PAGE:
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“Contagion” Catching On; Will Soderbergh’s “Really Dark” Thriller Foment Further Panic?

"Contagion" Catching On; Will Soderbergh's "Really Dark" Thriller Foment Further Panic?

Movies, especially mainstream ones, do engender mass public responses.

No one who has seen “Jaws” hasn’t thought twice about going for a little swim. Or felt a slight tinge of concern closing the shower curtains after watching “Psycho.” Will Soderbergh’s new pandemic thriller “Contagion” have a similar impact on a body politic, already shaken by global economic worries and a stock market meltdown?

The New York Times reports: “No other major studio movie scheduled for release between now and the year’s end appears to match the insistence of “Contagion” on facing something terrible — in this case, the death of millions by disease — without the edge of fantasy that made recent apocalyptic films like “Rise of the Planet of the Apes,” “The Book of Eli” or “2012” perhaps less threatening.”

From the Times story, it sounds as if the film–and the studio–are churning out a seriously disturbing film. The story quotes one source who saw an early screening, calling the film “really, really dark and really, really scary.”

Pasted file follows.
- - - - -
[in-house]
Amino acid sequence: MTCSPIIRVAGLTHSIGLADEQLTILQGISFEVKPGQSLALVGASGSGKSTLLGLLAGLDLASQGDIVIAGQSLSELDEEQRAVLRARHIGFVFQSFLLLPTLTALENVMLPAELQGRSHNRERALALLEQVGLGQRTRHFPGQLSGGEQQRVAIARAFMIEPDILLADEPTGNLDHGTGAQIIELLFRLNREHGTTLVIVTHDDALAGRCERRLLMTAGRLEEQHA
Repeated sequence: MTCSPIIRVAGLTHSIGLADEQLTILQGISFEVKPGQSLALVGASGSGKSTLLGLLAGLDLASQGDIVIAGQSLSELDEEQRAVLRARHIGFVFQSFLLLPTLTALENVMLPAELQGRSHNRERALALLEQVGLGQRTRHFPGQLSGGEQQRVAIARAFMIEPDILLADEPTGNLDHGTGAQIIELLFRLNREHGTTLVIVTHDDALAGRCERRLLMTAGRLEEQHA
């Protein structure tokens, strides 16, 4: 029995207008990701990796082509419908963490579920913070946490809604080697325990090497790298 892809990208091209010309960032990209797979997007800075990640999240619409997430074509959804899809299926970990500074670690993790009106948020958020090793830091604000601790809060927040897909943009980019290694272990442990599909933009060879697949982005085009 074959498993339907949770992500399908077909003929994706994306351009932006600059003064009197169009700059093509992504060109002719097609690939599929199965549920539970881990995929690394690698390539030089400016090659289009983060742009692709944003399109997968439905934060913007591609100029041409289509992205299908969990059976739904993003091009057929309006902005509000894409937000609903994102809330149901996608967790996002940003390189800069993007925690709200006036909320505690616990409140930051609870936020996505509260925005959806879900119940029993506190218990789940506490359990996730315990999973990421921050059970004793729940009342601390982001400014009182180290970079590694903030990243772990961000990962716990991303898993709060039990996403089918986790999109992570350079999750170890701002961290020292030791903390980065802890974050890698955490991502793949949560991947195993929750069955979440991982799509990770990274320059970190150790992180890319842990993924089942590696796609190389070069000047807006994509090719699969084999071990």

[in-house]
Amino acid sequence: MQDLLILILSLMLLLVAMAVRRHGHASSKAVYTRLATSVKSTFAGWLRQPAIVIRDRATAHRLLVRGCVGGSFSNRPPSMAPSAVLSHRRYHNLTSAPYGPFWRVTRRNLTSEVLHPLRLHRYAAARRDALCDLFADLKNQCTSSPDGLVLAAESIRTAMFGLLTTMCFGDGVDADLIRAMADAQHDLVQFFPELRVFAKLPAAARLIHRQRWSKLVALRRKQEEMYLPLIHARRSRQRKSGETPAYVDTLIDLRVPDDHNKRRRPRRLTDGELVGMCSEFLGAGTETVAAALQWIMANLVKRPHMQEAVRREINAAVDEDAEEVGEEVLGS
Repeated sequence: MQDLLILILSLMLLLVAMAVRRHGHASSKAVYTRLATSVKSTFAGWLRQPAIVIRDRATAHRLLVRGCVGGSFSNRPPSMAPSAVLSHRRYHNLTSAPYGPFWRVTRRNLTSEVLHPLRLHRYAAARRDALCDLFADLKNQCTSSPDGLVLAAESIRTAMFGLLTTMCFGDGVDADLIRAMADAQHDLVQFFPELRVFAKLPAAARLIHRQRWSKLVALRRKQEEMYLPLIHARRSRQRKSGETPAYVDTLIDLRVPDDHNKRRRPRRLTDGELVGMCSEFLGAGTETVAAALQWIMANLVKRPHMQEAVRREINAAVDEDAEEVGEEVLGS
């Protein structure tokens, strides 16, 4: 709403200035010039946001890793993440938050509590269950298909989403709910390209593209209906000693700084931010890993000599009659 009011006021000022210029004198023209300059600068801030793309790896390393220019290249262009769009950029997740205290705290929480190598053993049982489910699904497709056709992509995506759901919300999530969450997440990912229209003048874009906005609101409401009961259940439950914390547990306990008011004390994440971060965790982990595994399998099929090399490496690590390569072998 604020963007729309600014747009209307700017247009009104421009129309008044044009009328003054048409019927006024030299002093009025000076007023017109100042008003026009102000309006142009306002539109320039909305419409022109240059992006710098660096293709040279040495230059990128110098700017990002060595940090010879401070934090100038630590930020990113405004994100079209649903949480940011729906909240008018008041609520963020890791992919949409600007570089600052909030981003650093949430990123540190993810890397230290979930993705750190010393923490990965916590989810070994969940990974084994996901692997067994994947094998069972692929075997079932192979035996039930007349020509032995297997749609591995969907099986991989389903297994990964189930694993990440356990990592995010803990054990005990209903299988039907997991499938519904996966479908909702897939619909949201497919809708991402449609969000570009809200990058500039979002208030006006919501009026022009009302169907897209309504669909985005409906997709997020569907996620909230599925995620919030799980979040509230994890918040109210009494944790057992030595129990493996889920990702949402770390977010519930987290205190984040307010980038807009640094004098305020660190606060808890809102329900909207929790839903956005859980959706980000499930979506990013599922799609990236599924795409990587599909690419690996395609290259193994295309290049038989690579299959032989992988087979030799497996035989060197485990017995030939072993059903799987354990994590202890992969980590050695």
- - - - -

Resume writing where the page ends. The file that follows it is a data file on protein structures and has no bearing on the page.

“Over the next week or two,” the story reports, marketing will be “expanding the scare factor with bus posters and billboards that will feature, among other things, a gasping, bug-eyed Ms. Paltrow beneath a legend that warns potential moviegoers to steer clear of one another. ‘Don’t talk to anyone,’ the posters say. ‘Don’t touch anyone.’”

Soderbergh hasn’t played around much with fear tactics, so it’s hard to know whether he cares to actually scare his audience. But he does like to get under the viewer’s skin: What’s more disquieting than the James Spader videotaping scene in “sex, lies and videotape”?

Below, check out the new TV spot for “Contagion.” As I reported in an earlier post, it looks like the film will still be presenting Big Pharma as the nefarious source of the disease. But I wonder if the political and conspiratorial subtext will play a backseat to the suspense, or vice versa. Soderbergh is the director of “Che,” after all.

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